I read a story this morning on California’s new low-carbon fuel standard, and there were some bits in there that either amount to delusional thinking, or worse to purposely misleading people:
Here are the bits that raised my eyebrows:
The petroleum industry and some economists say the new standard adopted by the state Air Resources Board on Thursday will cost motorists billions, because blending gasoline will become considerably more complicated.
But state officials and environmentalists say the “low-carbon fuel standard” will actually save Californians money by reducing oil consumption and ushering in a competitive new era of biofuels and electric vehicles.
A big problem, she [Dorothy Rothrock] said, is that the air board’s standards will limit the use of corn-based ethanol in gasoline – leaving refiners with a major hurdle.
Yet the Air Resources Board, in approving the low carbon standard Thursday, dismissed forecasts of higher costs. The board’s staff contends that when the standard is fully operational, in 2020, Californians will save about $11 billion a year.
“It’s the reduction in the use of petroleum,” said board spokesman Dimitri Stanich.
We could argue about whether the new standard is a good idea, but that’s not the purpose of this essay. What should be beyond dispute is that it will cost consumers more money. It may in fact reduce oil consumption and usher “in a competitive new era of biofuels and electric vehicles.” But it will do so not by mandating new technology that is magically more cost-effective than the status quo, but instead by making fuel more expensive.
Where are gasoline blenders supposed to get these low carbon fuels, given that corn ethanol has been declared taboo with the new standards? Why, it’s the old reliable ethanol from switchgrass:
Refiners and entrepreneurs will have plenty of time – and economic incentive – to make inexpensive biofuels, hydrogen-based fuels, even ethanol from such “cellulosic” materials as switchgrass.
Plenty of time? They have until 2020 before the rules are fully phased in. And economic incentive? How does that work, given that the new rules are supposed to save consumers money? Where does the incentive come from, if not higher prices for the new, ‘low carbon’ biofuels?
Of course I knew that we have been trying to commercialize cellulosic ethanol for decades, but Robert Bryce recently pointed out that this was in fact known technology as far back as 1921:
Consider this claim: “From our cellulose waste products on the farm such as straw, corn-stalks, corn cobs and all similar sorts of material we throw away, we can get, by present known methods, enough alcohol to run our automotive equipment in the United States.”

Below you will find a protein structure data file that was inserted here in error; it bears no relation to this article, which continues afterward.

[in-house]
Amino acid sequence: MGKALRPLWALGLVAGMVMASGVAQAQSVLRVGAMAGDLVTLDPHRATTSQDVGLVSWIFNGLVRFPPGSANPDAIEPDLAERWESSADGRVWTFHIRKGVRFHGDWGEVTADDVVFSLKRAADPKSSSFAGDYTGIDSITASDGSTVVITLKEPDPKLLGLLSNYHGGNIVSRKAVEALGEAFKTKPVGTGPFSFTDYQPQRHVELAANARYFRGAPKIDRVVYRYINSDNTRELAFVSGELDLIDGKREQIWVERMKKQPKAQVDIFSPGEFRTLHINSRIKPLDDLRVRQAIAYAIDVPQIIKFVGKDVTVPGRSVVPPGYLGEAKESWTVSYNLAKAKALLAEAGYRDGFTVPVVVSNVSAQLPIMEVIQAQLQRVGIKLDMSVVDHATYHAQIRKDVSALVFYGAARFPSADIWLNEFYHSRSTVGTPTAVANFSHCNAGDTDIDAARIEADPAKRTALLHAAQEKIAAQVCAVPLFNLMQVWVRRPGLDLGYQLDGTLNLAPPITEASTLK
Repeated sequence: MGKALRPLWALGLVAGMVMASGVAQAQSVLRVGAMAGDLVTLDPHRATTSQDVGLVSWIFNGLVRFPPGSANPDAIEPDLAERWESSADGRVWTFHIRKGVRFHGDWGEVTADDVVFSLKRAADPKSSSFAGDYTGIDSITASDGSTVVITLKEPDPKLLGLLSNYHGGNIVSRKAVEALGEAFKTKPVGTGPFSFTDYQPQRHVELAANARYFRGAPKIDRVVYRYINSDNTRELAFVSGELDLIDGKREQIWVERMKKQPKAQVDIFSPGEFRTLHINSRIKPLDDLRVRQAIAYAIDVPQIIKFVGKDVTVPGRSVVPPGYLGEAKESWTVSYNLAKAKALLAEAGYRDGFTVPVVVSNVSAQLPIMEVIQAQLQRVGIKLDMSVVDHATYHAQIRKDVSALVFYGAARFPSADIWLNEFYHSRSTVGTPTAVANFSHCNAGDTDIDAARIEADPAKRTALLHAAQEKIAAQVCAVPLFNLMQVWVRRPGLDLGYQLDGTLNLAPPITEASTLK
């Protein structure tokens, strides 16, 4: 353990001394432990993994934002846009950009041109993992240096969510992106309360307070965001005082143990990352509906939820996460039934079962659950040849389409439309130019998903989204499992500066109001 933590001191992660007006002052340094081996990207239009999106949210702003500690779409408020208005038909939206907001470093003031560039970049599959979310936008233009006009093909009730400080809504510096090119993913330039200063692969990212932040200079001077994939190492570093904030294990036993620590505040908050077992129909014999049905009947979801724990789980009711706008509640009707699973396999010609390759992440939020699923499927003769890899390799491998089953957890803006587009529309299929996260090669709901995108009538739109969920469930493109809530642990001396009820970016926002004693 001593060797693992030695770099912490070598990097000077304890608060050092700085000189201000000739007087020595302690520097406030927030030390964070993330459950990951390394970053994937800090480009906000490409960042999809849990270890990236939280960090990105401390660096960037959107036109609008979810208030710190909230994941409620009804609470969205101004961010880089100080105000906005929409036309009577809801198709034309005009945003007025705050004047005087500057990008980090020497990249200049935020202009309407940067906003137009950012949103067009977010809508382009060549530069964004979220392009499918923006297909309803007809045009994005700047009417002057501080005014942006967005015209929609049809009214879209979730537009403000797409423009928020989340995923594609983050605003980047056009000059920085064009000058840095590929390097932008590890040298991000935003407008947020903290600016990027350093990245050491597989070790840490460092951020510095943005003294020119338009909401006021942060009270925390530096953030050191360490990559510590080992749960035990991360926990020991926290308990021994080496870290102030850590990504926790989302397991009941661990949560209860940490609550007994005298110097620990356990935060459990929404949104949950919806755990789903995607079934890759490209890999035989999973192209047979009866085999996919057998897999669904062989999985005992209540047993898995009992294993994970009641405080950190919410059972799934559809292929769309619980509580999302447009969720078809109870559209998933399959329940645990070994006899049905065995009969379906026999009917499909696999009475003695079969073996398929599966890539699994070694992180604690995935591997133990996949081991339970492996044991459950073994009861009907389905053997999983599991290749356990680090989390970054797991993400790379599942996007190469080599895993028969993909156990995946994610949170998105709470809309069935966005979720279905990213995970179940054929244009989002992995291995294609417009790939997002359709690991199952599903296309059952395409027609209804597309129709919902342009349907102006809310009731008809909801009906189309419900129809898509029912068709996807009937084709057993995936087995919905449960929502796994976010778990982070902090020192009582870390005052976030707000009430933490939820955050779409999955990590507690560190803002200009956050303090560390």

That sounds like something you’ve heard recently, right? Well, fasten your seatbelt because that claim was made way back in 1921. That’s when American inventor Thomas Midgley proclaimed the wonders of cellulosic ethanol to the Society of Automotive Engineers in Indianapolis. And while Midgley was excited about the prospect of cellulosic ethanol, he admitted that there was a significant hurdle to his concept: producing the fuel would cost about $2 per gallon. That’s about $20 per gallon in current money.
So, what we have failed to achieve in the past 90 years will be easily achieved in the next 10? Keep in mind that we knew how to convert switchgrass into ethanol not long after the Wright Brothers made their first flight. Since that time, airline travel has become a major commercial enterprise, and we have even managed to put a man on the moon. Cellulosic ethanol still toils away in the lab or at very small scale demonstration plants. The reasons are fundamental, and even if commercialization occurs, it will only be very marginally commercial for those fundamental reasons. And we all know what happens to marginally commercial ventures in the cyclical energy business: Volatility wipes them out.
Having said that, there are some possible bright spots in the new standard. Corn ethanol producers will have a strong incentive to reduce fossil fuel inputs to improve their greenhouse gas score. Sugarcane ethanol production in the U.S. will now have more attractive economics (it gets a better score than corn ethanol with the new standard). But the reason for both is that these fuels will now command a premium, as gasoline blenders search for something to replace corn ethanol. Costs will absolutely, positively go up. Not that there is anything wrong with that, as I think higher costs will lead to some of the intended benefits. But let’s not lie to people about the costs.